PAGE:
in the magnetic embrace, balletic and glacial


Video for Peach, Plum, Pear off of Milk Eyed Mender

for some time I've been meaning to say something on Ms. Newsom, who after a year I still listen to daily. She sounds like a child, and rocks out on a harp. Clearly she's cool. Add that her lyrics put Eluard and Breton to shame, and you have quite a gem. Some choice lines:

"and the signifieds butt heads with the signifiers
and we all fall down slack-jawed to marvel at words
when across the sky sheet the impossible birds
in a steady illiterate movement homewards"
this side of the blue, on Milk Eyed Mender

"I cannot let go
so I thank the Lord
and I thank His sword
though it be mincing up the morning, slightly bored"
Clam, Crab, Cockle, Cowrie, on Milk Eyed Mender

"I wasn't born of a whistle or milked from a thistle at twilight
no, I was all horns and thorns, sprung out fully formed, knock-kneed and upright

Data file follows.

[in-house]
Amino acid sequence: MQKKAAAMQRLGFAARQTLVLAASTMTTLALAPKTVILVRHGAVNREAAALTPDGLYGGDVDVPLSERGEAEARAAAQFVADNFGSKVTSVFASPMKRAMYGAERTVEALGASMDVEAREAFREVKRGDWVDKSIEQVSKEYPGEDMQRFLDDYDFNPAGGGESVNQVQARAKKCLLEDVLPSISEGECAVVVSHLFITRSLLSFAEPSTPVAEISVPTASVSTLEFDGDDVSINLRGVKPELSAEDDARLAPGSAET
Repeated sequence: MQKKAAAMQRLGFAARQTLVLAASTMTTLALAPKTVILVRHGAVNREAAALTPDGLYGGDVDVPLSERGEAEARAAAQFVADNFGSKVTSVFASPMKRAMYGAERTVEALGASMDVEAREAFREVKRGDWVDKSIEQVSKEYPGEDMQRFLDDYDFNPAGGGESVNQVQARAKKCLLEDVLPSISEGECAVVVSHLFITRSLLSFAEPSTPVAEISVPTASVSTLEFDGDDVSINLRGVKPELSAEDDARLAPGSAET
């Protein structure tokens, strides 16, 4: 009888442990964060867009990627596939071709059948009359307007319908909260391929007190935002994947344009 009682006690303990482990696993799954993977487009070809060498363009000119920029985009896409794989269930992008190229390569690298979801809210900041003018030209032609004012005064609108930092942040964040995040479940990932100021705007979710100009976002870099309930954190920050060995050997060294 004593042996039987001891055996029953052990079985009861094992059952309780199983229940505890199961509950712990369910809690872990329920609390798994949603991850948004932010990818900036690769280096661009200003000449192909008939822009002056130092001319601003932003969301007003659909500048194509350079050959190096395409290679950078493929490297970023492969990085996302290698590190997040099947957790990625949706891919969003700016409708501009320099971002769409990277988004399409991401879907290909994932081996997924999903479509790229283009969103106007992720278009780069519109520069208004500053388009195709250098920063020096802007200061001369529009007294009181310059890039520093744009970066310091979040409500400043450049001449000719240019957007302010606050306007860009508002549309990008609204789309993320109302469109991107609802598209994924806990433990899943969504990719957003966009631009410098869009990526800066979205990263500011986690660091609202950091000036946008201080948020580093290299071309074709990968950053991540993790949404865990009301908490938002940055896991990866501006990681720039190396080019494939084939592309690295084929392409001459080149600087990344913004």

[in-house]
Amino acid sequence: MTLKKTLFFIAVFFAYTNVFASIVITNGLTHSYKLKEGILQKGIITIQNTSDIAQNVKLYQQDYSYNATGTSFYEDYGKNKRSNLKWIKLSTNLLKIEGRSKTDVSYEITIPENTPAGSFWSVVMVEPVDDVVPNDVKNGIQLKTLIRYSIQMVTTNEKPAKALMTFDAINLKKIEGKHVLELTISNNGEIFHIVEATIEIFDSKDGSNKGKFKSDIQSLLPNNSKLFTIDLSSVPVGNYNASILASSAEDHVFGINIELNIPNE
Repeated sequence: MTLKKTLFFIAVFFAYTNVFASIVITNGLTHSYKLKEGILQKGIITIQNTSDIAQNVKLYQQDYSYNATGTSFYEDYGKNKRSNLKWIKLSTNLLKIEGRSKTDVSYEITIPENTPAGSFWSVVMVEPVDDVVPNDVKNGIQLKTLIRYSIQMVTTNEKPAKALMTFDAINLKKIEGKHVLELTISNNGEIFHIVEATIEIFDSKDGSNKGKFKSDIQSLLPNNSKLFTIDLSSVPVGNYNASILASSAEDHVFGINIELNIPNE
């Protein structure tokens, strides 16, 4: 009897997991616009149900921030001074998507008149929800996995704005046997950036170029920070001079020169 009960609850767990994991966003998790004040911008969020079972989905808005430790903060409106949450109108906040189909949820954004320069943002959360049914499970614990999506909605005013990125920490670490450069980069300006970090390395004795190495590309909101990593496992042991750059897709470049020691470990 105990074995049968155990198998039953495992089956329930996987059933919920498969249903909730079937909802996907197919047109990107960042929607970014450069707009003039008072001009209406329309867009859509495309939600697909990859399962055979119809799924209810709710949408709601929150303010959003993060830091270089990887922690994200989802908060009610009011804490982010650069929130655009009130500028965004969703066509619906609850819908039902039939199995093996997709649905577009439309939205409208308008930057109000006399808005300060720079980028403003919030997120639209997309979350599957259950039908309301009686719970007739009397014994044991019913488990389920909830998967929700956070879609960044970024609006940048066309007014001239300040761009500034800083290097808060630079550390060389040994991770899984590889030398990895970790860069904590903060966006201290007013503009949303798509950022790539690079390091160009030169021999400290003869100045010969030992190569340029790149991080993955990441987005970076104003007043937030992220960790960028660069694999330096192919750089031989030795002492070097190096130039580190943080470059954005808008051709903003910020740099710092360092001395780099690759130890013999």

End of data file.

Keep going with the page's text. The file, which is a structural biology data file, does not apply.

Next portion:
so: enough of this terror
we deserve to know light
and grow evermore lighter and lighter
you would have seen me through
but I could not undo that desire"
from sawdust and diamonds, on Ys




a video of her rocking Sawdust and Diamonds live

Friday, July 13, 2007

Paper People

Lion with Three

These paintings are by Cathrine Ryan. I like them. They remind me of paper dolls, which have always been a secret fascination.

Two Boys in Bed

Two Boys

Halloween #5

Thursday, July 12, 2007

this is a record of hate


"I believe in God--I believe in the whole bag of tricks; there's nothing I don't believe; they could subdivide the trinity into a dozen parts and I'd believe. They could dig up records that proved Christ had been invented by Pilate to get himself promoted, and I'd believe just the same. I've caught belief like a disease. I've fallen into belief like I fell into love."

Sarah Miles in "The End of the Affair", Graham Greene